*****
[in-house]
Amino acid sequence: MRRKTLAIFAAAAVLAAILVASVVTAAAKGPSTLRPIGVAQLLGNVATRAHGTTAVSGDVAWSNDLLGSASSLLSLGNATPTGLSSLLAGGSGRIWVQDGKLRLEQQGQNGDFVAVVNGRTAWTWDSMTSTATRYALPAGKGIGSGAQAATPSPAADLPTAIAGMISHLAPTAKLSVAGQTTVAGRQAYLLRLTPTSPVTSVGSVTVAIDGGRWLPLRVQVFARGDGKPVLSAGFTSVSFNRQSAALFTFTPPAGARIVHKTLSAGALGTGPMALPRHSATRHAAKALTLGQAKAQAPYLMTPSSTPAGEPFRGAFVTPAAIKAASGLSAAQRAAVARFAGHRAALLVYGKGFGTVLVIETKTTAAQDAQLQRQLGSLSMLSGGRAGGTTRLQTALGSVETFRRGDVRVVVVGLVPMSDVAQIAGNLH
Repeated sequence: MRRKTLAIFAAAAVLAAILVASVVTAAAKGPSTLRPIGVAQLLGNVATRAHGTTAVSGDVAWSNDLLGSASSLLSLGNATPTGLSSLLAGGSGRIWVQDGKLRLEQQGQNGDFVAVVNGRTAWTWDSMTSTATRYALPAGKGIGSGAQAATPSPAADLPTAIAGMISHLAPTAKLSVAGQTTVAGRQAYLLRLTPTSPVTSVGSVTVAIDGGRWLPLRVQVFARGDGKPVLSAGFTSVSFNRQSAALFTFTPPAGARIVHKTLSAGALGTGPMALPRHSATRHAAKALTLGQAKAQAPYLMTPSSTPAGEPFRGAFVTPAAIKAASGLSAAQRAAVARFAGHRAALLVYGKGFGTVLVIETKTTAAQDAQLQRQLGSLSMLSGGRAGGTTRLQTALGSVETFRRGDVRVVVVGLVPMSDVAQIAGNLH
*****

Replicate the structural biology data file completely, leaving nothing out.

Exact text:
[in-house]
Amino acid sequence: MRRKTLAIFAAAAVLAAILVASVVTAAAKGPSTLRPIGVAQLLGNVATRAHGTTAVSGDVAWSNDLLGSASSLLSLGNATPTGLSSLLAGGSGRIWVQDGKLRLEQQGQNGDFVAVVNGRTAWTWDSMTSTATRYALPAGKGIGSGAQAATPSPAADLPTAIAGMISHLAPTAKLSVAGQTTVAGRQAYLLRLTPTSPVTSVGSVTVAIDGGRWLPLRVQVFARGDGKPVLSAGFTSVSFNRQSAALFTFTPPAGARIVHKTLSAGALGTGPMALPRHSATRHAAKALTLGQAKAQAPYLMTPSSTPAGEPFRGAFVTPAAIKAASGLSAAQRAAVARFAGHRAALLVYGKGFGTVLVIETKTTAAQDAQLQRQLGSLSMLSGGRAGGTTRLQTALGSVETFRRGDVRVVVVGLVPMSDVAQIAGNLH
Repeated sequence: MRRKTLAIFAAAAVLAAILVASVVTAAAKGPSTLRPIGVAQLLGNVATRAHGTTAVSGDVAWSNDLLGSASSLLSLGNATPTGLSSLLAGGSGRIWVQDGKLRLEQQGQNGDFVAVVNGRTAWTWDSMTSTATRYALPAGKGIGSGAQAATPSPAADLPTAIAGMISHLAPTAKLSVAGQTTVAGRQAYLLRLTPTSPVTSVGSVTVAIDGGRWLPLRVQVFARGDGKPVLSAGFTSVSFNRQSAALFTFTPPAGARIVHKTLSAGALGTGPMALPRHSATRHAAKALTLGQAKAQAPYLMTPSSTPAGEPFRGAFVTPAAIKAASGLSAAQRAAVARFAGHRAALLVYGKGFGTVLVIETKTTAAQDAQLQRQLGSLSMLSGGRAGGTTRLQTALGSVETFRRGDVRVVVVGLVPMSDVAQIAGNLH